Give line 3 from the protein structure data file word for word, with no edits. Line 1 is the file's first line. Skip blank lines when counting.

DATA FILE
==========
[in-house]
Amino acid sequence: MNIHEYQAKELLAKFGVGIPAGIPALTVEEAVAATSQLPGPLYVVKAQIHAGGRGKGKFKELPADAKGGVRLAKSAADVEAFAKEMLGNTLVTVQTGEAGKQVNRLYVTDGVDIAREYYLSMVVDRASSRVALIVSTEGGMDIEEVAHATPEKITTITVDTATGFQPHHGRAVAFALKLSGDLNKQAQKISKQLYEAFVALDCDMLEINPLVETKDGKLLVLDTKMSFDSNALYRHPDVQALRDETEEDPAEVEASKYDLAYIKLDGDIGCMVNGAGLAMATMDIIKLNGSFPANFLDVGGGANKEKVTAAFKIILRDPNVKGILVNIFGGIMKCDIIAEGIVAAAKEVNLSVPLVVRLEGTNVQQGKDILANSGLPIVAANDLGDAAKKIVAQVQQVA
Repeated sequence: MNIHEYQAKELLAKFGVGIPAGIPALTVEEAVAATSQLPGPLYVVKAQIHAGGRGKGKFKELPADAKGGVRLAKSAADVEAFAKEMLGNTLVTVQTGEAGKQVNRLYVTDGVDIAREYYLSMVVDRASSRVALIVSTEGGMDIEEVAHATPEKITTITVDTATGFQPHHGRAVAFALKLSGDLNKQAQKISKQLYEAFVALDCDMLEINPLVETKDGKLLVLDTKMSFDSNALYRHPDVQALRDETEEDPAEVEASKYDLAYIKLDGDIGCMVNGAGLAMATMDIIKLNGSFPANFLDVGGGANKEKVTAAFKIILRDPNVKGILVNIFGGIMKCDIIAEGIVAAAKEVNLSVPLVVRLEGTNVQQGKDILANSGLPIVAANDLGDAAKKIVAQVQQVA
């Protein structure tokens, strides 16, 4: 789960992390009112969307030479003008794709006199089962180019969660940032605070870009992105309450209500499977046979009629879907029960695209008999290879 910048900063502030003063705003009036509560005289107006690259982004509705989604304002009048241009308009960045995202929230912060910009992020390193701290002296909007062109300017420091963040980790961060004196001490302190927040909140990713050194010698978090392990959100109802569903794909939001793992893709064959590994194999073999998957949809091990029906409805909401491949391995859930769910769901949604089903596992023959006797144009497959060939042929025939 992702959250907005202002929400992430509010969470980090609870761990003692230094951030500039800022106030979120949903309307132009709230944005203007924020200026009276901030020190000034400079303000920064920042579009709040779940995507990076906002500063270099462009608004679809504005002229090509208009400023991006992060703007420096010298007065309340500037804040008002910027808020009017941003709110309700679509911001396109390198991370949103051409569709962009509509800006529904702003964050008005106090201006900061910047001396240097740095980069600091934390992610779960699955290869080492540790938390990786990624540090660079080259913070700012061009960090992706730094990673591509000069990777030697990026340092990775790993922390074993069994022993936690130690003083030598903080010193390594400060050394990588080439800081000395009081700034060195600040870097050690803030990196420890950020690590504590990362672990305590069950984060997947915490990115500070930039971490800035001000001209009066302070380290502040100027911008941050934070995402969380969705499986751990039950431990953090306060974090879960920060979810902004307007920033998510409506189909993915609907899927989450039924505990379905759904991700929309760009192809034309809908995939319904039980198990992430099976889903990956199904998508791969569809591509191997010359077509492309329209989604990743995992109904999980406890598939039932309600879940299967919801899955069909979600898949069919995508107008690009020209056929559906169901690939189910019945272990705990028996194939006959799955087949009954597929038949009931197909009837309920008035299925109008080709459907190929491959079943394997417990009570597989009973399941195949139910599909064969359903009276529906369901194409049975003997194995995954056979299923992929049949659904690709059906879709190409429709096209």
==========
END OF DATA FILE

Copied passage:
Repeated sequence: MNIHEYQAKELLAKFGVGIPAGIPALTVEEAVAATSQLPGPLYVVKAQIHAGGRGKGKFKELPADAKGGVRLAKSAADVEAFAKEMLGNTLVTVQTGEAGKQVNRLYVTDGVDIAREYYLSMVVDRASSRVALIVSTEGGMDIEEVAHATPEKITTITVDTATGFQPHHGRAVAFALKLSGDLNKQAQKISKQLYEAFVALDCDMLEINPLVETKDGKLLVLDTKMSFDSNALYRHPDVQALRDETEEDPAEVEASKYDLAYIKLDGDIGCMVNGAGLAMATMDIIKLNGSFPANFLDVGGGANKEKVTAAFKIILRDPNVKGILVNIFGGIMKCDIIAEGIVAAAKEVNLSVPLVVRLEGTNVQQGKDILANSGLPIVAANDLGDAAKKIVAQVQQVA